Doctors welcome bushfire smoke research

Government funding is being made available to research the health impact of bushfire smoke.
Government funding is being made available to research the health impact of bushfire smoke.

Government grants for research into the health impacts of long-term exposure to bushfire smoke have been welcomed by doctors.

The federal government has announced $5 million worth of grants to fund research into the physical and mental health impacts of smoke exposure.

Australian Medical Association president Dr Tony Bartone said on Wednesday the lack of research into smoke exposure made public education challenging.

"We need to rapidly translate the research findings into everyday medical practice," Dr Bartone said.

Dr Bartone also encouraged more funding so research would be completed ahead of any future emergencies.

Australia's bushfire crisis has seen cities and towns along the east coast plagued by thick bushfire smoke despite not being impacted directly by fires.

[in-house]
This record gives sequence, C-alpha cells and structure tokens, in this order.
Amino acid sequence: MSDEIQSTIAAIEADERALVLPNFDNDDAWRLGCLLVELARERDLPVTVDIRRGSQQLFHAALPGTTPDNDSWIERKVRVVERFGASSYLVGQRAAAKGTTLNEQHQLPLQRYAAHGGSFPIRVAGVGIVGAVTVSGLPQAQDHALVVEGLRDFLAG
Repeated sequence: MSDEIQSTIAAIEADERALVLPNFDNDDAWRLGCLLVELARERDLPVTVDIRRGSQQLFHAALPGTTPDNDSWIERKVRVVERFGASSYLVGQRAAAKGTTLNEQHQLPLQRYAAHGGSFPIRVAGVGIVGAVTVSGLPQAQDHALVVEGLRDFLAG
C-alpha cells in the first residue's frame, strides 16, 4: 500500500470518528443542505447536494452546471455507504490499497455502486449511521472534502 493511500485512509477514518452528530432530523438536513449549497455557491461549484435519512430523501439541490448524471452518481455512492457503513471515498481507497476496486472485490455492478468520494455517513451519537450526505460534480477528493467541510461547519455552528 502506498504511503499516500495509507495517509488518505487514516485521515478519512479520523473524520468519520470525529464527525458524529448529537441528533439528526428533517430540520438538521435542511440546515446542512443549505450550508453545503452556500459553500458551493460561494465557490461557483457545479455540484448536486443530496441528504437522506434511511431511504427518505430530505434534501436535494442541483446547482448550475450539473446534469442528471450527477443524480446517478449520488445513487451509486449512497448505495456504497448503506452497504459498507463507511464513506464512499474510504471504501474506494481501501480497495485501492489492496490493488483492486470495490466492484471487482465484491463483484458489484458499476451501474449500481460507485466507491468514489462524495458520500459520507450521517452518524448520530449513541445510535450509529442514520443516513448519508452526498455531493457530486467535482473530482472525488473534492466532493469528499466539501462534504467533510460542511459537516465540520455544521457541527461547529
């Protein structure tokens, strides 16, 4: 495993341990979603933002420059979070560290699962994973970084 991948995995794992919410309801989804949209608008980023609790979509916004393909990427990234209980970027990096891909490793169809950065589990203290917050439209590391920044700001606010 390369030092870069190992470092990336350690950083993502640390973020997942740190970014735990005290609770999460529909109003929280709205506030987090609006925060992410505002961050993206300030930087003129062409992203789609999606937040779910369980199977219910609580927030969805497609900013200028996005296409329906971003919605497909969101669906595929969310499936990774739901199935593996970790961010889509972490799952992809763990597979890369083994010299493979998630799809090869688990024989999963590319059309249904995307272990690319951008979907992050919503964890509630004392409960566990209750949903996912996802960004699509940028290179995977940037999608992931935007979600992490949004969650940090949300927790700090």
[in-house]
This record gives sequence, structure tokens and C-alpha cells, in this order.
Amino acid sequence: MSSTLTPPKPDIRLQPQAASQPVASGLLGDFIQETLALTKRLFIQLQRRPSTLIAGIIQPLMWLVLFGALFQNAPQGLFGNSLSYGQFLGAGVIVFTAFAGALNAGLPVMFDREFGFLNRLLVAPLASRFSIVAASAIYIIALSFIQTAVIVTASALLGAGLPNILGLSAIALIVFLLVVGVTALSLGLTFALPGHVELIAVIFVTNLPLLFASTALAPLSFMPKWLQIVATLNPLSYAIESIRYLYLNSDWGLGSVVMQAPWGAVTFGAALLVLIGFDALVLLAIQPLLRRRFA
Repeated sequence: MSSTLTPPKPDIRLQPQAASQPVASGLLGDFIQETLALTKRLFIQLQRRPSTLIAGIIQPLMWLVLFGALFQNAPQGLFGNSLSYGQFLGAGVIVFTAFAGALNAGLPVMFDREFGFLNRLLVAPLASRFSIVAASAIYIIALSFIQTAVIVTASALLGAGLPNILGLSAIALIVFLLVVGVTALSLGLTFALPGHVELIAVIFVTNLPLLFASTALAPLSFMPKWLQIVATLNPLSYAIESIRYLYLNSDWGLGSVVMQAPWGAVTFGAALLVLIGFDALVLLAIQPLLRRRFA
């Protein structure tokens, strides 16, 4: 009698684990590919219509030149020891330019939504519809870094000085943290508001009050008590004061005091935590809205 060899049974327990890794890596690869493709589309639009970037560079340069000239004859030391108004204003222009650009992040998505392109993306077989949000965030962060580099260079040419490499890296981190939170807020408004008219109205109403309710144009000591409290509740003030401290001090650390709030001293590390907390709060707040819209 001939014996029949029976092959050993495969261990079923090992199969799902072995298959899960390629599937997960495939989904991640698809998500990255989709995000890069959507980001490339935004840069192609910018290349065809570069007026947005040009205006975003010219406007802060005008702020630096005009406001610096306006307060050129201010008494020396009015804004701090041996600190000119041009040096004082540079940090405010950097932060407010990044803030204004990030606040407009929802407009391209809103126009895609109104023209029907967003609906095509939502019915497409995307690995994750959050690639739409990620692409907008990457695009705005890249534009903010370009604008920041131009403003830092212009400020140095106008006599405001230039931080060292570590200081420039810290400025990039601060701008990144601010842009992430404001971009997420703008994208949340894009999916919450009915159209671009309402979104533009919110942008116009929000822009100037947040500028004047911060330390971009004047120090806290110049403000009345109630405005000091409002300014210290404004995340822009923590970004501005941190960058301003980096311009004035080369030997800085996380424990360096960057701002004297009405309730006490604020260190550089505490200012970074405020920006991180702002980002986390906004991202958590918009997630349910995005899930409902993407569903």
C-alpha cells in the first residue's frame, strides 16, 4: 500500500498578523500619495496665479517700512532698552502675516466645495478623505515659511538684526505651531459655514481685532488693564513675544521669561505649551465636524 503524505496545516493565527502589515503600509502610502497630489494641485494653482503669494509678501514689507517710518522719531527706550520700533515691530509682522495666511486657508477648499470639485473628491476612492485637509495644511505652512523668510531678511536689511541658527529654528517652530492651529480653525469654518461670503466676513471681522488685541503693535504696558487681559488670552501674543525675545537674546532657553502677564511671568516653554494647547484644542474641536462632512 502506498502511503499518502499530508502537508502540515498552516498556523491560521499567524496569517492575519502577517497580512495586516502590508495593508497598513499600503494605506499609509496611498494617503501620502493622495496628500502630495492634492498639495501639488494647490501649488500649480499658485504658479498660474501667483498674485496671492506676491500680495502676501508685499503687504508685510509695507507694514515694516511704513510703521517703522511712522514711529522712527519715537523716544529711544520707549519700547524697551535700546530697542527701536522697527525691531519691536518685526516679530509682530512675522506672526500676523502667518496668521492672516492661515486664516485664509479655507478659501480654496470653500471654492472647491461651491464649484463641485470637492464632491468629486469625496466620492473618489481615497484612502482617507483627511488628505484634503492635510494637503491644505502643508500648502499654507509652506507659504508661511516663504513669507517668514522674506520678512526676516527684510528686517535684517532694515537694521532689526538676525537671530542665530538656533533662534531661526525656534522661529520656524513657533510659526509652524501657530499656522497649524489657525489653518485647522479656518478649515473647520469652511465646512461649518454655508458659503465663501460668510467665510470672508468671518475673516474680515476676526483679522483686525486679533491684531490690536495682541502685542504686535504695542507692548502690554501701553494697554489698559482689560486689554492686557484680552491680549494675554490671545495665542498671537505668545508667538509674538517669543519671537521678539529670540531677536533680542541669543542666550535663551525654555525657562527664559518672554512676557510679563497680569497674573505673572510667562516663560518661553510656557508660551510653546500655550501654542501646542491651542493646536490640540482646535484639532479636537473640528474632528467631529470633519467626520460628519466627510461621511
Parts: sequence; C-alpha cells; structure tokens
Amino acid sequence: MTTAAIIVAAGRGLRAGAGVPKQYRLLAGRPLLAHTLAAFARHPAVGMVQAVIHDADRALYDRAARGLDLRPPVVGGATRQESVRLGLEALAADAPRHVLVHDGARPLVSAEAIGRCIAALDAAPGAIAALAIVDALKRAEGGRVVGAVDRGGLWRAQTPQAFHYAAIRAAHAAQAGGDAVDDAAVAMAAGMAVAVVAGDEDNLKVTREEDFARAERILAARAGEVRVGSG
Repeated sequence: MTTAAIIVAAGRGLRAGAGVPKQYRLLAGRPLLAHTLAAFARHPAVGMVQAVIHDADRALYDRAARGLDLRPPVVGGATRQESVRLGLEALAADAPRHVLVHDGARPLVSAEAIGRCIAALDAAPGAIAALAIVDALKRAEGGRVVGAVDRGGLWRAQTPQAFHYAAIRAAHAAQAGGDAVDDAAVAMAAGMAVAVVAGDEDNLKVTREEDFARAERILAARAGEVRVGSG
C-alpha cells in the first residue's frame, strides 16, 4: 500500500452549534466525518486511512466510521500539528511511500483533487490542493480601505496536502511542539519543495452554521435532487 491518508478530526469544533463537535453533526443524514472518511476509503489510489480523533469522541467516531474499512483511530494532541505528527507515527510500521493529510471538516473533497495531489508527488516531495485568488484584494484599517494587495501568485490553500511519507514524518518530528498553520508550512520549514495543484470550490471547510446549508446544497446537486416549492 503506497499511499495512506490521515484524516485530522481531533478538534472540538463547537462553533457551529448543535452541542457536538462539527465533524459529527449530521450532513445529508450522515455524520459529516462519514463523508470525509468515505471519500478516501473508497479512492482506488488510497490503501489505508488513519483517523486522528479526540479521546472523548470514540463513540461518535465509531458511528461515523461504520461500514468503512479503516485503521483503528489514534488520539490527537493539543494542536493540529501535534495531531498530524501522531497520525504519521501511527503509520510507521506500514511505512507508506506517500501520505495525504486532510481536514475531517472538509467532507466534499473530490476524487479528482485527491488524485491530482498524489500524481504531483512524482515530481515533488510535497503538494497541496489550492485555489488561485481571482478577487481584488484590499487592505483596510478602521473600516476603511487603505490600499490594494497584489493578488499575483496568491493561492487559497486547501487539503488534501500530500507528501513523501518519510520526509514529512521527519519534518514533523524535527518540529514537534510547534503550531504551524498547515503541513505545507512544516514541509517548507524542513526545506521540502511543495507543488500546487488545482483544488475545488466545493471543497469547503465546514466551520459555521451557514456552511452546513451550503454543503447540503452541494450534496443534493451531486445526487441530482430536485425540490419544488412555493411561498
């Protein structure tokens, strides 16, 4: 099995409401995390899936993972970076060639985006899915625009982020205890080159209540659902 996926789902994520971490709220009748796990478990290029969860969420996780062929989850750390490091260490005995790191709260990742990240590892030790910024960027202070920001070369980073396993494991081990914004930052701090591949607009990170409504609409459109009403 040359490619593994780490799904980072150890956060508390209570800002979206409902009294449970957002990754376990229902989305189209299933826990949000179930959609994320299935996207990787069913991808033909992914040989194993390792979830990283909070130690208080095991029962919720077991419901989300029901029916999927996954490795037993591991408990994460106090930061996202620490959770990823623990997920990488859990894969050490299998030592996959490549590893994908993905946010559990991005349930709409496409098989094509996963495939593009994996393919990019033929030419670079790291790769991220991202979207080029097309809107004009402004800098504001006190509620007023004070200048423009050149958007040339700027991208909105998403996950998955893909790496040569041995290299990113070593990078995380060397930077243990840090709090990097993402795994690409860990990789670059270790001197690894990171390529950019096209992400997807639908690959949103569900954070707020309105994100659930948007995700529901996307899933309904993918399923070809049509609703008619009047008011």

Melbourne currently has some of the worst air quality out of any major city across the globe, with Canberra having been the worst major city several times since the New Year.

Public Health Association of Australia chief executive Terry Slevin said the country may now need a new education campaign similar to the skin cancer preventative '"sun smart" campaign.

"We need to learn more about this new environment," Mr Slevin said.

He said just like Australians have learned about SPF rankings for sunscreen, they may need to learn more about the particulate matter rankings for air quality.

Dr Bartone said while the short-term health impacts of smoke exposure had been well researched, there was little on the long-term impacts.

He said GPs had been seeing people in bushfire-affected areas struggle with both the physical and mental health impacts of smoke exposure.

Mr Slevin said people would be anxious when something as simple as the safety of the air they were breathing was in doubt.

Health Minister Greg Hunt said the research would also look into exposure reduction methods and help develop resilience strategies in the future.

It would also help develop resilience strategies and the response to future bushfire strategies.

"The current bushfire crisis that is impacting large parts of Australia has devastated individuals and communities," Mr Hunt said.

Australian Associated Press